KARACHI: The country’s overall macroeconomic conditions remained challenging during the first quarter of the current fiscal year, the central bank said in its report on the State of Pakistan’s Economy for FY19 on Tuesday.
The primary concern was the steep rise in global crude prices, which not only reinforced the already strong underlying inflationary pressures in the economy, but also eclipsed emerging improvements in the external sector.
Fiscal pressures also remained intact, as expenditure rigidities allowed only a limited room for the government to maneuver, the report said. Responding to these challenges, the new political regime immediately announced reduction in development spending, partially reversed tax relief measures, and also explored avenues to bridge the external financing gap.
According to the report, the 6.2 percent target for real GDP growth seems unachievable with the policy focus now tilted towards macroeconomic stabilisation.
The production of all major kharif crops remained lower as compared to the last season, due to lower water availability, which led to a decline in the total area under production.
Further, crop yields suffered due to subdued fertiliser off-take amid rising prices of both urea and DAP, it said, adding that the large-scale manufacturing also contracted 1.7 percent during the first quarter of FY19, after recording a healthy growth of 9.9 percent during the same period of FY18.
The output of construction-allied and consumer durable segments, which were the major drivers of growth last year, decelerated on a year-on-year basis.
The report highlighted that with the underlying inflationary pressures remaining strong and the twin deficits staying at elevated levels, the monetary policy continued to move along the adjustment path.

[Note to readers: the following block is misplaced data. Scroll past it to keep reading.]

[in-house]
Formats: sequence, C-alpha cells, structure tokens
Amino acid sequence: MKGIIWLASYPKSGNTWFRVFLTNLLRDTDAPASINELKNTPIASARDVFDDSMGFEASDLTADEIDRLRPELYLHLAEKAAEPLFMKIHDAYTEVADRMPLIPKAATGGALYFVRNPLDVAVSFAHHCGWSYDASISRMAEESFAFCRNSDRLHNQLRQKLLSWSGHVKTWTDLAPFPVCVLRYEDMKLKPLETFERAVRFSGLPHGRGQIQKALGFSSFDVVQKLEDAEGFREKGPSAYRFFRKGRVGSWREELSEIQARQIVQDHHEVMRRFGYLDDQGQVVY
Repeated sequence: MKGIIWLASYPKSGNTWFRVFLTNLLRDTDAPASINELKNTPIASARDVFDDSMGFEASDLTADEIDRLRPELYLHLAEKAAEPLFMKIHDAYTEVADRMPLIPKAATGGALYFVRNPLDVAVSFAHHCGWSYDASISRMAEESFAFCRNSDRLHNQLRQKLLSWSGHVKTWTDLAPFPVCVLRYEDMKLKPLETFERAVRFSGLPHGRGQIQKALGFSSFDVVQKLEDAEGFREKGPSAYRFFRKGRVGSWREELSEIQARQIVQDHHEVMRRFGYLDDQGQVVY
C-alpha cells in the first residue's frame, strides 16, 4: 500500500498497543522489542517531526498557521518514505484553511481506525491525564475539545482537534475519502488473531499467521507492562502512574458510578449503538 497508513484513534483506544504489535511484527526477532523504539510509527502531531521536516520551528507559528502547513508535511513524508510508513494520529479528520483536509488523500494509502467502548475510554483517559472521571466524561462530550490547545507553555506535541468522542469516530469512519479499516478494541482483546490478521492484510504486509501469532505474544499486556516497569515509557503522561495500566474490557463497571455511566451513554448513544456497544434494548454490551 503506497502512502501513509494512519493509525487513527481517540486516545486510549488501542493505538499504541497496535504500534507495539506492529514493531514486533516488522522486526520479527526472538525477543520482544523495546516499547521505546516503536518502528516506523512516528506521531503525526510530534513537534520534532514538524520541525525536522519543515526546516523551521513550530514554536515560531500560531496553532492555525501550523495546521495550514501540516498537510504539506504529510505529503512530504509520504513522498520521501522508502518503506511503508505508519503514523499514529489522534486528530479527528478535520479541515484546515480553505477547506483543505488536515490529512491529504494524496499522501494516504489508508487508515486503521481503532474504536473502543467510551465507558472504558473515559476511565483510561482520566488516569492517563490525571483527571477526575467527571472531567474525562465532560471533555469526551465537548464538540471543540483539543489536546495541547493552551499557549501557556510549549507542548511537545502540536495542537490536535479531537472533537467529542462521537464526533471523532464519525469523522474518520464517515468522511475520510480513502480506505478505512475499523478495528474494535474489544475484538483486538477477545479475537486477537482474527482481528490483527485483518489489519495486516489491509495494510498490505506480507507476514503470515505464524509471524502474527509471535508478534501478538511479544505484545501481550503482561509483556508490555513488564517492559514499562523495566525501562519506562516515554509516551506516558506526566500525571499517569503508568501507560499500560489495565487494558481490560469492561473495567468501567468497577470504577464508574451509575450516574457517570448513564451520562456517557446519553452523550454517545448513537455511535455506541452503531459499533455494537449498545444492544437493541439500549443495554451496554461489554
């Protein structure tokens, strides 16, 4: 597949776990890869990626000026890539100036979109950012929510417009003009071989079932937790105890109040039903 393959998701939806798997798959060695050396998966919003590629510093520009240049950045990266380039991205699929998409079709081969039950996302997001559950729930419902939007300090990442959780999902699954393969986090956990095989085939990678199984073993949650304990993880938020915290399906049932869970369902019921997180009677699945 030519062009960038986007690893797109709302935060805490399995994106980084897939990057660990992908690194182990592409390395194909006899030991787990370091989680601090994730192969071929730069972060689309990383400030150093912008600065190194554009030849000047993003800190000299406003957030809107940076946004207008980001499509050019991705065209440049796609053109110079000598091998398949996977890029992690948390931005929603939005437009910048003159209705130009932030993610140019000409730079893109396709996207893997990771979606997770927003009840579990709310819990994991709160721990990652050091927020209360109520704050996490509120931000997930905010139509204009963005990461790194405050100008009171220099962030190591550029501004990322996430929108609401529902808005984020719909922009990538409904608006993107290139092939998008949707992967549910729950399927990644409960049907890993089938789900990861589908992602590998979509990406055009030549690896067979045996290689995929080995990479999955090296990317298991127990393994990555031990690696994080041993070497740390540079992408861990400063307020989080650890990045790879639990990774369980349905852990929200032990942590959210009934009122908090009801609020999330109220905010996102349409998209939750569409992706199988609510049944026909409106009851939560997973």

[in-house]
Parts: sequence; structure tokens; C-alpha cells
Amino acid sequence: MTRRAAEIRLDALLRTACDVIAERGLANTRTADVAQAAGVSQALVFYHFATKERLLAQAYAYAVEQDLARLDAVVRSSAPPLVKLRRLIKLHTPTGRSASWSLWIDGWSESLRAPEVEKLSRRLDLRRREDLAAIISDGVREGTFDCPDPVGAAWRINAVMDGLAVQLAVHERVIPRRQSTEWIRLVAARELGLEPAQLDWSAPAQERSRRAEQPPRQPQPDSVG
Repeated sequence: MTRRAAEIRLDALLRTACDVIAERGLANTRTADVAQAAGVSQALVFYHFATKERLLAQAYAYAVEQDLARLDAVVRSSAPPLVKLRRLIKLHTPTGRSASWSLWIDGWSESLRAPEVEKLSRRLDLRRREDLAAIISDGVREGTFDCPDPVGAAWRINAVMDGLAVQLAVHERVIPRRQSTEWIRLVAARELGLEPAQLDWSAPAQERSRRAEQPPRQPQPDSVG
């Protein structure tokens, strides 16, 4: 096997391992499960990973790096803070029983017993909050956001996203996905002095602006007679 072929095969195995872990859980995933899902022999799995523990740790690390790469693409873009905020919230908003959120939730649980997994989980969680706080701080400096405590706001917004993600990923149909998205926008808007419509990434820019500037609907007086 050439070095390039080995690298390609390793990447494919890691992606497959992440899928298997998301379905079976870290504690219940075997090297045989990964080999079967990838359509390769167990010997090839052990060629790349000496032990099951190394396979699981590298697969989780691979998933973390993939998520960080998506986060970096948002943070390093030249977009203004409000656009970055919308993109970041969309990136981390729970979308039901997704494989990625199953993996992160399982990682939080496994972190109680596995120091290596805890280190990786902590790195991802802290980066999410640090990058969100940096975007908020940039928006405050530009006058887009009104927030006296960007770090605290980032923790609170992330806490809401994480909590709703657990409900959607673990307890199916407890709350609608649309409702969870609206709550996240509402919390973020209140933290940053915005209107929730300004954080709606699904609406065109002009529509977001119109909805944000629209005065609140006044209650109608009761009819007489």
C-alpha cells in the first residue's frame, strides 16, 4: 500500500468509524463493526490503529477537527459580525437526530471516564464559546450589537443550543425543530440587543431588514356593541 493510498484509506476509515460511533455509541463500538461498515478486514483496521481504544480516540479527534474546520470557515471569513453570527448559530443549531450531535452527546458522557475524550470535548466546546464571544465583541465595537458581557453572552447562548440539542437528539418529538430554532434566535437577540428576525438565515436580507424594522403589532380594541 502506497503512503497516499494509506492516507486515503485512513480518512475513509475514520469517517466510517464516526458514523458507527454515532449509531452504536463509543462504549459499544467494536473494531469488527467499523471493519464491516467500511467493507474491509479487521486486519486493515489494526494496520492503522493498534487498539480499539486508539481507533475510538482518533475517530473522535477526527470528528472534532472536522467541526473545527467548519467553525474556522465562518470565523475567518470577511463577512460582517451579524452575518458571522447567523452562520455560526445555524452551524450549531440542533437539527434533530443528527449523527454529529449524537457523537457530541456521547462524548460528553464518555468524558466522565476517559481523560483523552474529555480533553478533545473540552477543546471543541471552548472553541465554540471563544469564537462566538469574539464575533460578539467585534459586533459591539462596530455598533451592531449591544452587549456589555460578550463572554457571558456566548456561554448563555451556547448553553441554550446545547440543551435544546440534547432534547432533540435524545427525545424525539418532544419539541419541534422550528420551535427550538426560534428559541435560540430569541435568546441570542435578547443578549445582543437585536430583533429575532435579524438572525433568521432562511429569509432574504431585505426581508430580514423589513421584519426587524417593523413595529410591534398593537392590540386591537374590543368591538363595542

During the two Monetary Policy Committee (MPC) meetings that were held during the quarter, the policy rate was raised by a cumulative 200 basis points.
Besides, the persistence of strong demand pressures, the second-round impact of higher fuel prices and exchange rate depreciation pushed up core inflation.
As for the private credit, a strong expansion was observed during the period under review, compared with the net retirements witnessed in the same quarter last year.
The activity in working capital loans was more prominent, since rising commodity prices and input costs increased the financing requirements of businesses, it said.
The report also observed that the consolidated revenues grew 7.5 percent during the quarter; however, this pace was lower than the 18.9 percent uptick witnessed during the first quarter of FY18.
Expenditures grew 11 percent during the quarter, compared with 13.5 percent in the corresponding period last year. The resultant higher fiscal deficit was financed through increased government borrowing from both domestic and external sources.
On the external front, the report said the continued exports growth and a steady increase in workers’ remittances partially helped contain the current account deficit.
However, the level of this deficit remained a concern, as rising oil prices resulted in the quarterly import bill crossing $4 billion mark. With foreign investments declining on a year-on-year basis and external borrowing by the private sector remaining subdued, the financial inflows proved insufficient.
Resultantly, pressure on the balance of payments continued to mount, with the country’s foreign exchange reserves declining $1.4 billion and the rupee depreciation by 2.2 percent during the quarter.
Nonetheless, financing of the current account might improve, as there is an expectation of receiving higher foreign inflows from both private and official sources during the second half of FY19, the report said.
Not only would this bolster the country’s forex reserves, but also ease pressures in the domestic foreign exchange market.
However, in order to revert to a stable macroeconomic environment over the medium-term, the report underlines the importance of the continuation of the right mix of polices.
It lays particular emphasis on initiating the needed structural reforms to push the country’s productivity frontier and take the growth momentum forward.